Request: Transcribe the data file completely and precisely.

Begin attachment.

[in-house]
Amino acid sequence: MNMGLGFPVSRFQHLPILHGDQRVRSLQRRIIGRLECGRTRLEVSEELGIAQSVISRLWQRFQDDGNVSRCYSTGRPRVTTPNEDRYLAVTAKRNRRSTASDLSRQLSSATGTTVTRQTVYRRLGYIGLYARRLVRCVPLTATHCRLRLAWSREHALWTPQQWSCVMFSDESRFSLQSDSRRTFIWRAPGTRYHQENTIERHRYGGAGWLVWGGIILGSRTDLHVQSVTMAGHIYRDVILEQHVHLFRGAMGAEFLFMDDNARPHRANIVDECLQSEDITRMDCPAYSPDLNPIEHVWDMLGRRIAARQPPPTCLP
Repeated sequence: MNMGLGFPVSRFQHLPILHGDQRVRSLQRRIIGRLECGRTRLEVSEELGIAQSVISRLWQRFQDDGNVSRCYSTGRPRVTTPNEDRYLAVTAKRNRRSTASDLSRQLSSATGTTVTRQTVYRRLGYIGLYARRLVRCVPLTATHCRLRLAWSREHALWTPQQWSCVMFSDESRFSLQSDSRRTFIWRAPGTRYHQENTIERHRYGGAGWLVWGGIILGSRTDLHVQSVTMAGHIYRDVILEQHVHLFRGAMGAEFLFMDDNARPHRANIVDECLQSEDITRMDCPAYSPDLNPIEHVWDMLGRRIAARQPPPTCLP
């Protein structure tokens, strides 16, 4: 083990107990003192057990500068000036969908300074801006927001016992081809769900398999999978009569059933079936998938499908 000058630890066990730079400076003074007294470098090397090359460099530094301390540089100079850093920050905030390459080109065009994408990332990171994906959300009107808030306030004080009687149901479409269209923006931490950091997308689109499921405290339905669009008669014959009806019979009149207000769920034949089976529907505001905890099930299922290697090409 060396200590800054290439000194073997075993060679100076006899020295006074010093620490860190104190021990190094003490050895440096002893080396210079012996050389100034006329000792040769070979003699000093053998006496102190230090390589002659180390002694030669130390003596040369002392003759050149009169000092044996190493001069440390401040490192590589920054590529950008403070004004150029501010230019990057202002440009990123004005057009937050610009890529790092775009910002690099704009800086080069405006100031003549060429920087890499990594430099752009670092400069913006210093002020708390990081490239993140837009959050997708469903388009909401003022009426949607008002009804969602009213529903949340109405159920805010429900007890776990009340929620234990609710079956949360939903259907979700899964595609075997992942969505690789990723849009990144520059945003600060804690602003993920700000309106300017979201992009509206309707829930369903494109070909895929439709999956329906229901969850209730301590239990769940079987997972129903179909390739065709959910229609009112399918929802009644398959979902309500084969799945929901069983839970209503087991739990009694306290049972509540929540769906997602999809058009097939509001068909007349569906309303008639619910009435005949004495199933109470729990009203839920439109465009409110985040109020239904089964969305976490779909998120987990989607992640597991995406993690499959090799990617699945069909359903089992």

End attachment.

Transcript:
[in-house]
Amino acid sequence: MNMGLGFPVSRFQHLPILHGDQRVRSLQRRIIGRLECGRTRLEVSEELGIAQSVISRLWQRFQDDGNVSRCYSTGRPRVTTPNEDRYLAVTAKRNRRSTASDLSRQLSSATGTTVTRQTVYRRLGYIGLYARRLVRCVPLTATHCRLRLAWSREHALWTPQQWSCVMFSDESRFSLQSDSRRTFIWRAPGTRYHQENTIERHRYGGAGWLVWGGIILGSRTDLHVQSVTMAGHIYRDVILEQHVHLFRGAMGAEFLFMDDNARPHRANIVDECLQSEDITRMDCPAYSPDLNPIEHVWDMLGRRIAARQPPPTCLP
Repeated sequence: MNMGLGFPVSRFQHLPILHGDQRVRSLQRRIIGRLECGRTRLEVSEELGIAQSVISRLWQRFQDDGNVSRCYSTGRPRVTTPNEDRYLAVTAKRNRRSTASDLSRQLSSATGTTVTRQTVYRRLGYIGLYARRLVRCVPLTATHCRLRLAWSREHALWTPQQWSCVMFSDESRFSLQSDSRRTFIWRAPGTRYHQENTIERHRYGGAGWLVWGGIILGSRTDLHVQSVTMAGHIYRDVILEQHVHLFRGAMGAEFLFMDDNARPHRANIVDECLQSEDITRMDCPAYSPDLNPIEHVWDMLGRRIAARQPPPTCLP
């Protein structure tokens, strides 16, 4: 083990107990003192057990500068000036969908300074801006927001016992081809769900398999999978009569059933079936998938499908 000058630890066990730079400076003074007294470098090397090359460099530094301390540089100079850093920050905030390459080109065009994408990332990171994906959300009107808030306030004080009687149901479409269209923006931490950091997308689109499921405290339905669009008669014959009806019979009149207000769920034949089976529907505001905890099930299922290697090409 060396200590800054290439000194073997075993060679100076006899020295006074010093620490860190104190021990190094003490050895440096002893080396210079012996050389100034006329000792040769070979003699000093053998006496102190230090390589002659180390002694030669130390003596040369002392003759050149009169000092044996190493001069440390401040490192590589920054590529950008403070004004150029501010230019990057202002440009990123004005057009937050610009890529790092775009910002690099704009800086080069405006100031003549060429920087890499990594430099752009670092400069913006210093002020708390990081490239993140837009959050997708469903388009909401003022009426949607008002009804969602009213529903949340109405159920805010429900007890776990009340929620234990609710079956949360939903259907979700899964595609075997992942969505690789990723849009990144520059945003600060804690602003993920700000309106300017979201992009509206309707829930369903494109070909895929439709999956329906229901969850209730301590239990769940079987997972129903179909390739065709959910229609009112399918929802009644398959979902309500084969799945929901069983839970209503087991739990009694306290049972509540929540769906997602999809058009097939509001068909007349569906309303008639619910009435005949004495199933109470729990009203839920439109465009409110985040109020239904089964969305976490779909998120987990989607992640597991995406993690499959090799990617699945069909359903089992």